Your right. The uscg will save your life not your boat
Thing about CG not providing assistance towing is they loose a lot of practical experience. Used to be all boatswains mates were on the job trained. Some stations real busy, Little Creek one year lead the district assistance cases, 649 in one year. Now it’s a Boatswain mate school, useful I guess but school training nice weather not the same as experienced crew bringing new guys along. This coupled with recruiting from places with strong maritime history made for good seamen.
Back to the disabled tug,I don’t blame the cutter for not towing. Policy is no tow, over step & have trouble you will suffer the consequences.
Looks like the two tugs that are trying to salvage
tug & barge are currently guessing over 150
miles offshore with expected gale conditions,
So if towlines are not attached now if conditions
Are deteriorating than they may be following
till conditions allow. Looks like a few miserable
days to me on boats that size.
Been there, done that.
The Charles James may not be the best boat to be out in that mess though. Its the old Megan McAllister.
the bad weather adds to the degree of risk multiplies in the salvage award. so as long as your dry and warm you ride it out, shadowing the vessels since they are still attached. my concern would be if the barge yanks the shafts out of the coupling but by this time the wire (rope) may be wrapped around the rudders and strut also.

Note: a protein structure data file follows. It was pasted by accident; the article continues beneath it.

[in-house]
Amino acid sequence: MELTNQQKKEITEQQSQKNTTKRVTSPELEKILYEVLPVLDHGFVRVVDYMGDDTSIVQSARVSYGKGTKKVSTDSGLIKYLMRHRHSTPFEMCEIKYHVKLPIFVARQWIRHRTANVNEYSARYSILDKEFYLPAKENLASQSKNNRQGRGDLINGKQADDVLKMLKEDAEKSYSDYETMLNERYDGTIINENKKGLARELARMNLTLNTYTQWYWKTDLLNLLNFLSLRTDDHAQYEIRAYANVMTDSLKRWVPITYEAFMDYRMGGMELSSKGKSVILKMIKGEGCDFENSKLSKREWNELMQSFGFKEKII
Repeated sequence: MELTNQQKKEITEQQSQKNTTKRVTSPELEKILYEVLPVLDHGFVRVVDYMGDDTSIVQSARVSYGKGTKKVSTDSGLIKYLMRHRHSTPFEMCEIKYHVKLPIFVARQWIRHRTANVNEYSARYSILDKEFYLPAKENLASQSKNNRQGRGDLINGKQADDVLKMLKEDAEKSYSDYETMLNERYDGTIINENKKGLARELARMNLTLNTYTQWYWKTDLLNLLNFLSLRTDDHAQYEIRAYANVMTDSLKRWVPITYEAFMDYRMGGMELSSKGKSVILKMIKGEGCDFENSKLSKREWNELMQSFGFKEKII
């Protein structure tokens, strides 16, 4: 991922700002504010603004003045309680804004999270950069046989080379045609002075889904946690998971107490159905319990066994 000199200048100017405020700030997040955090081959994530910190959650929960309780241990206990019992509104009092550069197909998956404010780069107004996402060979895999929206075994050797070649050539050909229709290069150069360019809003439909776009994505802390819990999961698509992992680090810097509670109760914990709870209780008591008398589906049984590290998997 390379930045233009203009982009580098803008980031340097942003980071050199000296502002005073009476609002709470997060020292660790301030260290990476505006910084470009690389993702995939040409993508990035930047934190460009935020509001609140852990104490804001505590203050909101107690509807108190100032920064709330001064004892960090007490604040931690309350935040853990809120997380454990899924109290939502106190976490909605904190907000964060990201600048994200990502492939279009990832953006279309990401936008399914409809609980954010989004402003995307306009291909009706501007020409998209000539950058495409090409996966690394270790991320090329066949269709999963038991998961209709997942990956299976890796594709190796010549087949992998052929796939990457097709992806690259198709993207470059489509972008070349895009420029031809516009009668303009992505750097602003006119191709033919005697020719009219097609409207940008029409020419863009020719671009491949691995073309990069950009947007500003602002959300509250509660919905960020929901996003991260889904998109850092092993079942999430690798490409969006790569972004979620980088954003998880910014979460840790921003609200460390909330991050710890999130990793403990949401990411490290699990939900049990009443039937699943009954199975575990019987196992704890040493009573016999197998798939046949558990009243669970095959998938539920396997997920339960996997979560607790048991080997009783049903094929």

the crew would share in the monetary award so sit back, stay warm and have a good meal. watch TV on the satellite and wait it out.
it would lessen danger to the crew if the line parted. then you would only have to board the tug to make up the tow, that is assuming they have an insurance wire on the barge with the trailing float on poly line
A post was split to a new topic: Towing with Rope Hawser
The term “line” is ambiguous with regards to material.
Here’s a site that uses to terms “chain mooring line” and “wire mooring line”.
I’m a little slow and not to brite
So your confusing me😀
I think we’ve worn the subject out until the recovery is made
Doubt if there is much money in saving that tug, sold foreign probably cheap. Salvors take her owners unlikely to pay they are stuck selling scrap. Barge is not even close to worth what it would cost to get it to safe location. Loose barge offshore case I was on floating upside down abandoned. We shot holes in it with the ancient 3 inch deck gun & WW 1 ammunition . Took it forever to sink.
Every thing takes forever to sink when you shoot at with a deck gun. If you want it to sink in a hurry, use a torpedo. The holes need to be below the waterline. Somehow that seems to get overlooked.
This post brings back flashbacks of hawser boards, and coiling hawsers while trying to get into port. The horror!
I have dealt with a similar case some years ago in the Caribbean. It was a small tug, flagged out and a crew with suspicious credentials, a dubious incident, tailored to the restrictions in the Policy, an owner right out of central casting (complete with white suit and hat). And, yes, the tug and barge left from Florida, towline in the wheel. . . . .